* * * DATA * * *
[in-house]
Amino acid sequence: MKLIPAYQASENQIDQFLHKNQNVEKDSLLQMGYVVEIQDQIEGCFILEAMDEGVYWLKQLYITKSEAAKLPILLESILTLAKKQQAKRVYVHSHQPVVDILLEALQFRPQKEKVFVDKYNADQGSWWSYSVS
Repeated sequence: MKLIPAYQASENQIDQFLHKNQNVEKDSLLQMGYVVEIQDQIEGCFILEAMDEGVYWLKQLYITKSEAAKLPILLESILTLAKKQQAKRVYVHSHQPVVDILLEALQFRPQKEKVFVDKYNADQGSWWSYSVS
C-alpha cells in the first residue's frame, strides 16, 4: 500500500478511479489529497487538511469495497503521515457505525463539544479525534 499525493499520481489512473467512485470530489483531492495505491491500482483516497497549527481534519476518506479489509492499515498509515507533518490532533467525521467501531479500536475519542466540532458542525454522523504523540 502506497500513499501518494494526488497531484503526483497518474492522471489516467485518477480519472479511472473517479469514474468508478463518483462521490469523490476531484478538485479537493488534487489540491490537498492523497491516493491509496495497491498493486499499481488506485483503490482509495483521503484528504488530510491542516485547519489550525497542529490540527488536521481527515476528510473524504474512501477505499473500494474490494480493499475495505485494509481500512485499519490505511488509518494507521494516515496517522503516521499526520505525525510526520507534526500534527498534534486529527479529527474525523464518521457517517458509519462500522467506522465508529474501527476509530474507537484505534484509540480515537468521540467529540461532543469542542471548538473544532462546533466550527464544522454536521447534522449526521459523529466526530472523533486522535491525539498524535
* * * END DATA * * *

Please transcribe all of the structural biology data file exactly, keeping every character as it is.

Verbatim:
[in-house]
Amino acid sequence: MKLIPAYQASENQIDQFLHKNQNVEKDSLLQMGYVVEIQDQIEGCFILEAMDEGVYWLKQLYITKSEAAKLPILLESILTLAKKQQAKRVYVHSHQPVVDILLEALQFRPQKEKVFVDKYNADQGSWWSYSVS
Repeated sequence: MKLIPAYQASENQIDQFLHKNQNVEKDSLLQMGYVVEIQDQIEGCFILEAMDEGVYWLKQLYITKSEAAKLPILLESILTLAKKQQAKRVYVHSHQPVVDILLEALQFRPQKEKVFVDKYNADQGSWWSYSVS
C-alpha cells in the first residue's frame, strides 16, 4: 500500500478511479489529497487538511469495497503521515457505525463539544479525534 499525493499520481489512473467512485470530489483531492495505491491500482483516497497549527481534519476518506479489509492499515498509515507533518490532533467525521467501531479500536475519542466540532458542525454522523504523540 502506497500513499501518494494526488497531484503526483497518474492522471489516467485518477480519472479511472473517479469514474468508478463518483462521490469523490476531484478538485479537493488534487489540491490537498492523497491516493491509496495497491498493486499499481488506485483503490482509495483521503484528504488530510491542516485547519489550525497542529490540527488536521481527515476528510473524504474512501477505499473500494474490494480493499475495505485494509481500512485499519490505511488509518494507521494516515496517522503516521499526520505525525510526520507534526500534527498534534486529527479529527474525523464518521457517517458509519462500522467506522465508529474501527476509530474507537484505534484509540480515537468521540467529540461532543469542542471548538473544532462546533466550527464544522454536521447534522449526521459523529466526530472523533486522535491525539498524535